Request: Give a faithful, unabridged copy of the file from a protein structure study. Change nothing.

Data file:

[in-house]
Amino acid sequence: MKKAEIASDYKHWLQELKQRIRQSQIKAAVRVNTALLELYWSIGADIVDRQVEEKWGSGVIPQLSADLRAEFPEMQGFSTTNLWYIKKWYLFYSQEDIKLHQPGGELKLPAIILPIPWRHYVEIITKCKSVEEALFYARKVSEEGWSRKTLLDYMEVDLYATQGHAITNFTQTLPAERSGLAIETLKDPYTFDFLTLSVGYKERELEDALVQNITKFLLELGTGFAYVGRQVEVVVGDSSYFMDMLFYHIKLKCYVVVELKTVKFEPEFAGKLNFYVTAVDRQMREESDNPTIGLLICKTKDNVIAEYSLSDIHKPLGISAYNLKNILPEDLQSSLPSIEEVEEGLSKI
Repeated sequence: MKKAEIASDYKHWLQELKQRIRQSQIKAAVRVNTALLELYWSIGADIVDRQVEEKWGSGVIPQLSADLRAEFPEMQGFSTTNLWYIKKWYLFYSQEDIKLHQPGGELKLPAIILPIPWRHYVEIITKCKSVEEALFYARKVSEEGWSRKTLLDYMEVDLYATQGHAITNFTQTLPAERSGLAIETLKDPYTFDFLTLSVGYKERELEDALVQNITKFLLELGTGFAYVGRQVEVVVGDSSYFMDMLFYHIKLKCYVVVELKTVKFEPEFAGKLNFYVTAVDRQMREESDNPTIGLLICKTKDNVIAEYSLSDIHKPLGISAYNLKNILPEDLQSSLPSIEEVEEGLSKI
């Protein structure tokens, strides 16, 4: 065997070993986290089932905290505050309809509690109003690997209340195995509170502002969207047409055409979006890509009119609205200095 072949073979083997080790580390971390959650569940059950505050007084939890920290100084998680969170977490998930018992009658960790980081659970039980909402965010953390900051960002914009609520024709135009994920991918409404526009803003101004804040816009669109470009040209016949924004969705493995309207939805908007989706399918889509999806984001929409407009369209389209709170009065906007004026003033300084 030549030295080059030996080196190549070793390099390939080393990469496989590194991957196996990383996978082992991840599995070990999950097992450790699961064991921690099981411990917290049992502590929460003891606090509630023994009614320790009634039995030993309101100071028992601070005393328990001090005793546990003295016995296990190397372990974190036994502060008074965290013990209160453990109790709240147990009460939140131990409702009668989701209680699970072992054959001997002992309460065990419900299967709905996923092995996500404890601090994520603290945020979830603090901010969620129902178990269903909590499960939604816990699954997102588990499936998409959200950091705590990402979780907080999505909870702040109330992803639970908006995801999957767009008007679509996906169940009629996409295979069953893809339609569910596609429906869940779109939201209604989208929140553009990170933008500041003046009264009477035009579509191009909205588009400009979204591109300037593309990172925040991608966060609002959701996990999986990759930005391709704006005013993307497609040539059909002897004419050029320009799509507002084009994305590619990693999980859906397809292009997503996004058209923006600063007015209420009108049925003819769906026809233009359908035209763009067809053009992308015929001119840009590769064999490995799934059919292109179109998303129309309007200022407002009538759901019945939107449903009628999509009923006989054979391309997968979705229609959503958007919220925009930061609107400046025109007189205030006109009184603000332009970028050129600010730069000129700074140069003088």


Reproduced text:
[in-house]
Amino acid sequence: MKKAEIASDYKHWLQELKQRIRQSQIKAAVRVNTALLELYWSIGADIVDRQVEEKWGSGVIPQLSADLRAEFPEMQGFSTTNLWYIKKWYLFYSQEDIKLHQPGGELKLPAIILPIPWRHYVEIITKCKSVEEALFYARKVSEEGWSRKTLLDYMEVDLYATQGHAITNFTQTLPAERSGLAIETLKDPYTFDFLTLSVGYKERELEDALVQNITKFLLELGTGFAYVGRQVEVVVGDSSYFMDMLFYHIKLKCYVVVELKTVKFEPEFAGKLNFYVTAVDRQMREESDNPTIGLLICKTKDNVIAEYSLSDIHKPLGISAYNLKNILPEDLQSSLPSIEEVEEGLSKI
Repeated sequence: MKKAEIASDYKHWLQELKQRIRQSQIKAAVRVNTALLELYWSIGADIVDRQVEEKWGSGVIPQLSADLRAEFPEMQGFSTTNLWYIKKWYLFYSQEDIKLHQPGGELKLPAIILPIPWRHYVEIITKCKSVEEALFYARKVSEEGWSRKTLLDYMEVDLYATQGHAITNFTQTLPAERSGLAIETLKDPYTFDFLTLSVGYKERELEDALVQNITKFLLELGTGFAYVGRQVEVVVGDSSYFMDMLFYHIKLKCYVVVELKTVKFEPEFAGKLNFYVTAVDRQMREESDNPTIGLLICKTKDNVIAEYSLSDIHKPLGISAYNLKNILPEDLQSSLPSIEEVEEGLSKI
């Protein structure tokens, strides 16, 4: 065997070993986290089932905290505050309809509690109003690997209340195995509170502002969207047409055409979006890509009119609205200095 072949073979083997080790580390971390959650569940059950505050007084939890920290100084998680969170977490998930018992009658960790980081659970039980909402965010953390900051960002914009609520024709135009994920991918409404526009803003101004804040816009669109470009040209016949924004969705493995309207939805908007989706399918889509999806984001929409407009369209389209709170009065906007004026003033300084 030549030295080059030996080196190549070793390099390939080393990469496989590194991957196996990383996978082992991840599995070990999950097992450790699961064991921690099981411990917290049992502590929460003891606090509630023994009614320790009634039995030993309101100071028992601070005393328990001090005793546990003295016995296990190397372990974190036994502060008074965290013990209160453990109790709240147990009460939140131990409702009668989701209680699970072992054959001997002992309460065990419900299967709905996923092995996500404890601090994520603290945020979830603090901010969620129902178990269903909590499960939604816990699954997102588990499936998409959200950091705590990402979780907080999505909870702040109330992803639970908006995801999957767009008007679509996906169940009629996409295979069953893809339609569910596609429906869940779109939201209604989208929140553009990170933008500041003046009264009477035009579509191009909205588009400009979204591109300037593309990172925040991608966060609002959701996990999986990759930005391709704006005013993307497609040539059909002897004419050029320009799509507002084009994305590619990693999980859906397809292009997503996004058209923006600063007015209420009108049925003819769906026809233009359908035209763009067809053009992308015929001119840009590769064999490995799934059919292109179109998303129309309007200022407002009538759901019945939107449903009628999509009923006989054979391309997968979705229609959503958007919220925009930061609107400046025109007189205030006109009184603000332009970028050129600010730069000129700074140069003088």